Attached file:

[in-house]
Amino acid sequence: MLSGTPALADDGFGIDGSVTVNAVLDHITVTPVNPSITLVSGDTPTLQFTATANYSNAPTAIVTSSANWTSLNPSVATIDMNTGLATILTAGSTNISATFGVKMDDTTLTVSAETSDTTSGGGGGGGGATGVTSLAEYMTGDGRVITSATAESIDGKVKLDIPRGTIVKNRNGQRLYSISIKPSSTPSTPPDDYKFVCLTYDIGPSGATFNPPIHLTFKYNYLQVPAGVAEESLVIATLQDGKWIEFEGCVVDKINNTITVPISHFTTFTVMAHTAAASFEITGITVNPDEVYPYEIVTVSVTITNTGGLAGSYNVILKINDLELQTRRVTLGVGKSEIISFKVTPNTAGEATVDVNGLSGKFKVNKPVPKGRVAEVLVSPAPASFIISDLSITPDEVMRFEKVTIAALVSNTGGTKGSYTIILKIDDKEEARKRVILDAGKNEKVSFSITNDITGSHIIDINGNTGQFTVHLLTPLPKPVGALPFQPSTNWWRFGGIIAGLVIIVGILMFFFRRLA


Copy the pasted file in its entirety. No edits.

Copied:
[in-house]
Amino acid sequence: MLSGTPALADDGFGIDGSVTVNAVLDHITVTPVNPSITLVSGDTPTLQFTATANYSNAPTAIVTSSANWTSLNPSVATIDMNTGLATILTAGSTNISATFGVKMDDTTLTVSAETSDTTSGGGGGGGGATGVTSLAEYMTGDGRVITSATAESIDGKVKLDIPRGTIVKNRNGQRLYSISIKPSSTPSTPPDDYKFVCLTYDIGPSGATFNPPIHLTFKYNYLQVPAGVAEESLVIATLQDGKWIEFEGCVVDKINNTITVPISHFTTFTVMAHTAAASFEITGITVNPDEVYPYEIVTVSVTITNTGGLAGSYNVILKINDLELQTRRVTLGVGKSEIISFKVTPNTAGEATVDVNGLSGKFKVNKPVPKGRVAEVLVSPAPASFIISDLSITPDEVMRFEKVTIAALVSNTGGTKGSYTIILKIDDKEEARKRVILDAGKNEKVSFSITNDITGSHIIDINGNTGQFTVHLLTPLPKPVGALPFQPSTNWWRFGGIIAGLVIIVGILMFFFRRLA